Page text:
• Unique custom products: Products like personalized items, handmade products, or one-of-a-kind artwork do not need a GTIN. GTINs are meant to provide standardized identification for mass-produced items. 
  • Internal inventory management: If you’re using an internal inventory management system for inventory that isn’t traded or sold, you can use custom identifiers instead of adhering to global standards. 
  • Non-physical items or services: GTINs are designed for physical products that can be traded or sold. For non-physical items like digital goods or services, you can use an alternative identifier or tracking method. 

Interleaved 2 of 5 Barcodes

When to Use a UPC Barcode

GTINs can be used globally in a lot of different circumstances, but when talking about GTIN vs UPC, when should you use a UPC barcode? UPC barcodes are most commonly used in North America. Other than that, here are the situations when UPCs are typically used:

  • Retail sales: UPC barcodes are used in retail stores at point-of-sale for a quick and efficient checkout process. 
  • eCommerce: UPCs are essential for online retailers who sell their products in the US and Canada. They are used to create product listings, manage inventory, and facilitate online transactions. 
  • Product identification and tracking: UPC barcodes provide a standardized way to identify and track products throughout the supply chain. 

When Not to Use a UPC Barcode

While UPC barcodes are commonly used in North America, they aren’t as common globally. Here are some scenarios when not to use a UPC barcode:

  • Global trade: UPCs are most common in the US and Canada. If your product is intended for global distribution you’ll want to use an identifier that is globally recognized, such as an EAN or ITF-14. 
  • Non-retail environments: UPC barcodes are made for retail environments where products are sold to consumers. For products intended for non-retail environments, such as industrial equipment or machinery used in business-to-business transactions, you may not need a UPC barcode.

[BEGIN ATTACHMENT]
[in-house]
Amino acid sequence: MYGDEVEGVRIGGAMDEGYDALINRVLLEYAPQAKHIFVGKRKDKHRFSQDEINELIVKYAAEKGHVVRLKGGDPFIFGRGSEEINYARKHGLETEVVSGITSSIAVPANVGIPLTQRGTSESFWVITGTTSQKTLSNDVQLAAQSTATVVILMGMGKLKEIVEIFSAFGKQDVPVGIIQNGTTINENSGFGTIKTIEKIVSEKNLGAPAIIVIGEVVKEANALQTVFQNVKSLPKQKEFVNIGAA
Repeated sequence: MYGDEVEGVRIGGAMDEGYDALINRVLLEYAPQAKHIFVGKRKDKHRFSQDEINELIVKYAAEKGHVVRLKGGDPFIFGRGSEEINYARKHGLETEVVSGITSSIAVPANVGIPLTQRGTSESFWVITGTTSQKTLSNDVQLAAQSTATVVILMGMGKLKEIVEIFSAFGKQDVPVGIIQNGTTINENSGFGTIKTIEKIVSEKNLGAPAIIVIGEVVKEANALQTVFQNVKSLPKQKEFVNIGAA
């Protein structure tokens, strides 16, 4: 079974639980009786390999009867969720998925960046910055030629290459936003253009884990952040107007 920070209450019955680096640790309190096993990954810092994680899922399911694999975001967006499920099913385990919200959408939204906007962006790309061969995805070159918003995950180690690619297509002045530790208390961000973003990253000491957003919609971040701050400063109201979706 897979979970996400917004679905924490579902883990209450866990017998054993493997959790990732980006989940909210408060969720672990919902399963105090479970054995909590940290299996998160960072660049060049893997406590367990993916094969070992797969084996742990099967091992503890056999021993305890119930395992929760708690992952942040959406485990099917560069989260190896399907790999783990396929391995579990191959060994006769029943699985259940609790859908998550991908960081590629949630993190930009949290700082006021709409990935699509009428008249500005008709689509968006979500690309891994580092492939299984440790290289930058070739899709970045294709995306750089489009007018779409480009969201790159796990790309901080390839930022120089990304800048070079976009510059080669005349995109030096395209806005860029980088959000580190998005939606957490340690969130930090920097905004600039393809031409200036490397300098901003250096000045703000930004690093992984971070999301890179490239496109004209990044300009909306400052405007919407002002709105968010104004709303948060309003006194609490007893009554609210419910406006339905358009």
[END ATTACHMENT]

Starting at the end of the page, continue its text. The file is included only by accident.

• Internal use: If you’re looking to track assets or other items used only for internal purposes, you can use a unique identifier with your inventory management and asset tracking rather than a UPC barcode. 

How to Create a GTIN

Creating a GTIN is a simple process. GTINs are assigned by GS1, a global organization that creates standards for supply chain management. 

To create a GTIN, you need to register with GS1 and pay a fee. GS1 will assign a company prefix that will be used for all your GTINs. Once you obtain the company prefix, you’ll be able to assign item reference numbers that are unique to each of your products. With the prefix and item number, you can calculate the check digit using a specific algorithm. Together, those three numbers form your GTIN. 

GTIN Labels

Now that you understand everything you need to know about GTIN vs UPC, let’s talk about GTIN labels. GTIN labels display the GTIN of a product in a machine-readable format (usually a barcode). Because these labels are so essential for product identification, tracking, and inventory management, you want to make sure you purchase high-quality GTIN labels. 

At Coast Label, we specialize in creating custom, industrial-grade labels. You can count on us for your GTIN labels. Using high-quality materials, we manufacture GTIN labels that endure the supply chain process. We’ll also use the Tru-Check system to verify that your barcodes are scannable and meet or exceed industry standards!  

Request A Proposal

Barcode Labels

Call Now Button